A surge in the use of generative AI tools across the industry for a variety of purposes, from drafting human-like text to churning out compelling images, has piqued public interest as well as concern about their capacity to deceive people and spread misinformation, among other risks.
To address the growing fear over the misuse of AI technologies and the regulation, President Joe Biden has already conducted a White House summit in May, which a number of technology executives attended. It was at this point that the administration reminded the industry that it was accountable for ensuring the safety of its technology.
Following Biden's warning, seven leading artificial intelligence firms have recently announced plans to unveil new voluntary safeguards designed to minimise abuse and prejudice within the emerging technology at a White House event on Friday.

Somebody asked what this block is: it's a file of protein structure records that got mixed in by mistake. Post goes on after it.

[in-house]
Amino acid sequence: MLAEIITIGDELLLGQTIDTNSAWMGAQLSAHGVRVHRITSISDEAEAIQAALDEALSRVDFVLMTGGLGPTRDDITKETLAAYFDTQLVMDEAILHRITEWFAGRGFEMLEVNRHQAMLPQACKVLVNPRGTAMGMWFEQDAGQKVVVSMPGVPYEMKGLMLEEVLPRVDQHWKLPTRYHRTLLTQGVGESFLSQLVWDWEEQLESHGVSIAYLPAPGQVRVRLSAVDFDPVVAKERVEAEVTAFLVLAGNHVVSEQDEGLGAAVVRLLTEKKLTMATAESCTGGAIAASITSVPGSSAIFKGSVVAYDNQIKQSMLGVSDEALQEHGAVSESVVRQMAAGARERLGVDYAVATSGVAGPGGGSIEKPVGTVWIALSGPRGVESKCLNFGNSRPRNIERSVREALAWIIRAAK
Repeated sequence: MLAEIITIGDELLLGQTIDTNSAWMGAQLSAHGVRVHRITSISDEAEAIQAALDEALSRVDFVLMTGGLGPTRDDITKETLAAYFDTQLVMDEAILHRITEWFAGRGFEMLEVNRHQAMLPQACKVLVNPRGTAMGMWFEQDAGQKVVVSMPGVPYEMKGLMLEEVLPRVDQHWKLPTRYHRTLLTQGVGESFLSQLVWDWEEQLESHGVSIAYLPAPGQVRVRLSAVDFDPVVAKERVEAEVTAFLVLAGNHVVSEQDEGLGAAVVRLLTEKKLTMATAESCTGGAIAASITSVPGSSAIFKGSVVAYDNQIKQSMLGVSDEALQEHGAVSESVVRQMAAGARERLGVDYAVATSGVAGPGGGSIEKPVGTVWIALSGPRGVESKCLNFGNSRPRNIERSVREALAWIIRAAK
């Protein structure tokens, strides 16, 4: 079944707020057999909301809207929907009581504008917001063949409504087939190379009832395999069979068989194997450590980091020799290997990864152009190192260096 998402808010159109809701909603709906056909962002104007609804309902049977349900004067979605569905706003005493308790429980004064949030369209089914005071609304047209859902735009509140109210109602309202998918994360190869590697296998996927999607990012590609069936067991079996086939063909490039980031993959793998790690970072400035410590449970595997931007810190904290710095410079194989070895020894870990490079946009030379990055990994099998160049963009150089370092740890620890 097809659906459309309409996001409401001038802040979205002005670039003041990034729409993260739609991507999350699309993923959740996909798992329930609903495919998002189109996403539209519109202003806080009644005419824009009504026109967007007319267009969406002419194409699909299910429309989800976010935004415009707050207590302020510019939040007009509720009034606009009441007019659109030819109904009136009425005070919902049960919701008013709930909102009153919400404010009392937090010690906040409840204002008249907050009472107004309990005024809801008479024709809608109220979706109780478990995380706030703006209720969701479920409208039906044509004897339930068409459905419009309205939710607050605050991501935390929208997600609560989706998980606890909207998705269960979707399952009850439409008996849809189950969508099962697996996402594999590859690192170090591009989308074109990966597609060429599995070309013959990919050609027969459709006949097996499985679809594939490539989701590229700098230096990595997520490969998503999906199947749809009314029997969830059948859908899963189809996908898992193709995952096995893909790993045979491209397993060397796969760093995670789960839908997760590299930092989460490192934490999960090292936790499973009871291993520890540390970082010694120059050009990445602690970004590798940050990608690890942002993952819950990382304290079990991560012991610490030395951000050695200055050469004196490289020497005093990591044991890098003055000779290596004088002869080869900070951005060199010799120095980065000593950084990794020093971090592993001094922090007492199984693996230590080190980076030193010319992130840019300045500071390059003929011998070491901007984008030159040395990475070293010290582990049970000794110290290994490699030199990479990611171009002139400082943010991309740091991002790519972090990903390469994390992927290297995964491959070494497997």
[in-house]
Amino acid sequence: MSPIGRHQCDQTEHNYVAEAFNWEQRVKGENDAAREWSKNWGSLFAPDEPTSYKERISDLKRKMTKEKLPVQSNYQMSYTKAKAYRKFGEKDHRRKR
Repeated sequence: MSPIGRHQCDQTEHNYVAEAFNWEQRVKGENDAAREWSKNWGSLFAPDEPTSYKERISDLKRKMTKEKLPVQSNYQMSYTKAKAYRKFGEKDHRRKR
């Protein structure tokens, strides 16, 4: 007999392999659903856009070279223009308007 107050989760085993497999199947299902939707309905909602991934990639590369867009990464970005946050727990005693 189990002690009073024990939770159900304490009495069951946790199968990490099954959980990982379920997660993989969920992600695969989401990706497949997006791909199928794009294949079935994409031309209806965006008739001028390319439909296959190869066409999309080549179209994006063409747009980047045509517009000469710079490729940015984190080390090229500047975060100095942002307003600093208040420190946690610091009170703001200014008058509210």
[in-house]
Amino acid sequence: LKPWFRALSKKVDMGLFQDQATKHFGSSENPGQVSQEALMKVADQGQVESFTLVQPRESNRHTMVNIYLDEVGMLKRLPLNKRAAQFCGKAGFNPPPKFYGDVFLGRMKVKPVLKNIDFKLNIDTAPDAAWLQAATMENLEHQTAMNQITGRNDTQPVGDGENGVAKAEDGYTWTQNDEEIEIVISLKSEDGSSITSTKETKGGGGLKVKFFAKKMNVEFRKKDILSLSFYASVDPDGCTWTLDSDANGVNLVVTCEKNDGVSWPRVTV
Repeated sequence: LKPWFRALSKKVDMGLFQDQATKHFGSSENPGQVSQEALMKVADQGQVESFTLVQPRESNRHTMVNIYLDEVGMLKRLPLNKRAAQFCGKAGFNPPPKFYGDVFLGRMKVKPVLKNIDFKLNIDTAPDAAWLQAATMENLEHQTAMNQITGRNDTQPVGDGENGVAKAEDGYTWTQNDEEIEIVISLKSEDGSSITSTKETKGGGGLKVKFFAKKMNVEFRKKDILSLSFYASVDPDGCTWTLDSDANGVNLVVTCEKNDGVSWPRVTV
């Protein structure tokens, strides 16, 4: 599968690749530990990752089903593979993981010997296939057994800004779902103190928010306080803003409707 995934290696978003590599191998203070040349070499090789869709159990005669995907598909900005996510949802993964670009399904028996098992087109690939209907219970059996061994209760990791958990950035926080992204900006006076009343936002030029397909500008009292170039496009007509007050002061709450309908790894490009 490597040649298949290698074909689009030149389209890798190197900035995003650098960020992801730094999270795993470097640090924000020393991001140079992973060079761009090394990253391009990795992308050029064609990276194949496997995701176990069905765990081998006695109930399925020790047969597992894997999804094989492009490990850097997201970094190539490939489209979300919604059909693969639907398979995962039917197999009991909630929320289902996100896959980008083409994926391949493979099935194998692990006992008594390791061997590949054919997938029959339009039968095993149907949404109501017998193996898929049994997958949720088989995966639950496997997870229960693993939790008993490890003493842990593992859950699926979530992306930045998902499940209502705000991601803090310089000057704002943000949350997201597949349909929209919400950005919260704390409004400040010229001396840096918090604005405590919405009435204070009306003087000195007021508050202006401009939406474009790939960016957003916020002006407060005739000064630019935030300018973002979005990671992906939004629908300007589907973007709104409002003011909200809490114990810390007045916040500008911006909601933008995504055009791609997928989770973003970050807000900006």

Some of the executives who attended Friday's event at the White House and are committing to a transparency and security pledge are from Alphabet Inc. Microsoft, Amazon, and OpenAI.
Under the deal, these companies plan to put brand-new artificial intelligence systems through internal and external testing before releasing them, and will seek out outside teams to look for security flaws, discriminatory tendencies, or risks to Americans' rights, health information, or safety.
The companies, which include Anthropic and Inflection AI, additionally announced fresh pledges to share information with governments, civil society, and scholars in order to improve risk mitigation and to report vulnerabilities as they emerge. Leading AI companies are going to include virtual watermarks in the content they create, providing a way to differentiate between real images and videos and those generated by computers.
According to White House officials, the pledge helps reconcile the promise of artificial intelligence with the hazards, and it is the outcome of months of extensive behind-the-scenes lobbying.